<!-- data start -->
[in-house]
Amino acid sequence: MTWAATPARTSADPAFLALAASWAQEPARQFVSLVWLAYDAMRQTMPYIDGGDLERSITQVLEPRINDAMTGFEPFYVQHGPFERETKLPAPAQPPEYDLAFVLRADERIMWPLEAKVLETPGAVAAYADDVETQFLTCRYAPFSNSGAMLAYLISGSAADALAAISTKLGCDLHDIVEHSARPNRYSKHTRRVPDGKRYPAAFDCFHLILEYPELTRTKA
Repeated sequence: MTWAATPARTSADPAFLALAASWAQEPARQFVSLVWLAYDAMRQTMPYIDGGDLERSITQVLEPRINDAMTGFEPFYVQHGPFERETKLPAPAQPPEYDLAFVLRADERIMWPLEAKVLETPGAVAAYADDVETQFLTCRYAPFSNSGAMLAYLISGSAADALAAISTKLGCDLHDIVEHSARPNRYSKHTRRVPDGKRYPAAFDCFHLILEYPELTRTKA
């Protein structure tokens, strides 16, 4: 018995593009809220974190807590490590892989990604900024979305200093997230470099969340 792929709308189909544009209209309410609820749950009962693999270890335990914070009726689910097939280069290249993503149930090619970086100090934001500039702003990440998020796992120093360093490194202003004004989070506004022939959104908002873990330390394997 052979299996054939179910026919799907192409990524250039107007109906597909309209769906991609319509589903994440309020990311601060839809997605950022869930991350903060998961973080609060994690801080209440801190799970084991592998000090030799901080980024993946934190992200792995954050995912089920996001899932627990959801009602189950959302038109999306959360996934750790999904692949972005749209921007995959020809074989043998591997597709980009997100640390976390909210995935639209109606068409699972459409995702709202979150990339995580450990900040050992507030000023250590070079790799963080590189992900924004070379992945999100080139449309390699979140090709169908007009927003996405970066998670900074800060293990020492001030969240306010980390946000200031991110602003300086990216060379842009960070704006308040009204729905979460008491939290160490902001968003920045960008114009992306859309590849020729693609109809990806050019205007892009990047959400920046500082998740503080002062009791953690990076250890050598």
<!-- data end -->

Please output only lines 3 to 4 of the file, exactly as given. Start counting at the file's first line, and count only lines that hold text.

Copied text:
Repeated sequence: MTWAATPARTSADPAFLALAASWAQEPARQFVSLVWLAYDAMRQTMPYIDGGDLERSITQVLEPRINDAMTGFEPFYVQHGPFERETKLPAPAQPPEYDLAFVLRADERIMWPLEAKVLETPGAVAAYADDVETQFLTCRYAPFSNSGAMLAYLISGSAADALAAISTKLGCDLHDIVEHSARPNRYSKHTRRVPDGKRYPAAFDCFHLILEYPELTRTKA
């Protein structure tokens, strides 16, 4: 018995593009809220974190807590490590892989990604900024979305200093997230470099969340 792929709308189909544009209209309410609820749950009962693999270890335990914070009726689910097939280069290249993503149930090619970086100090934001500039702003990440998020796992120093360093490194202003004004989070506004022939959104908002873990330390394997 052979299996054939179910026919799907192409990524250039107007109906597909309209769906991609319509589903994440309020990311601060839809997605950022869930991350903060998961973080609060994690801080209440801190799970084991592998000090030799901080980024993946934190992200792995954050995912089920996001899932627990959801009602189950959302038109999306959360996934750790999904692949972005749209921007995959020809074989043998591997597709980009997100640390976390909210995935639209109606068409699972459409995702709202979150990339995580450990900040050992507030000023250590070079790799963080590189992900924004070379992945999100080139449309390699979140090709169908007009927003996405970066998670900074800060293990020492001030969240306010980390946000200031991110602003300086990216060379842009960070704006308040009204729905979460008491939290160490902001968003920045960008114009992306859309590849020729693609109809990806050019205007892009990047959400920046500082998740503080002062009791953690990076250890050598």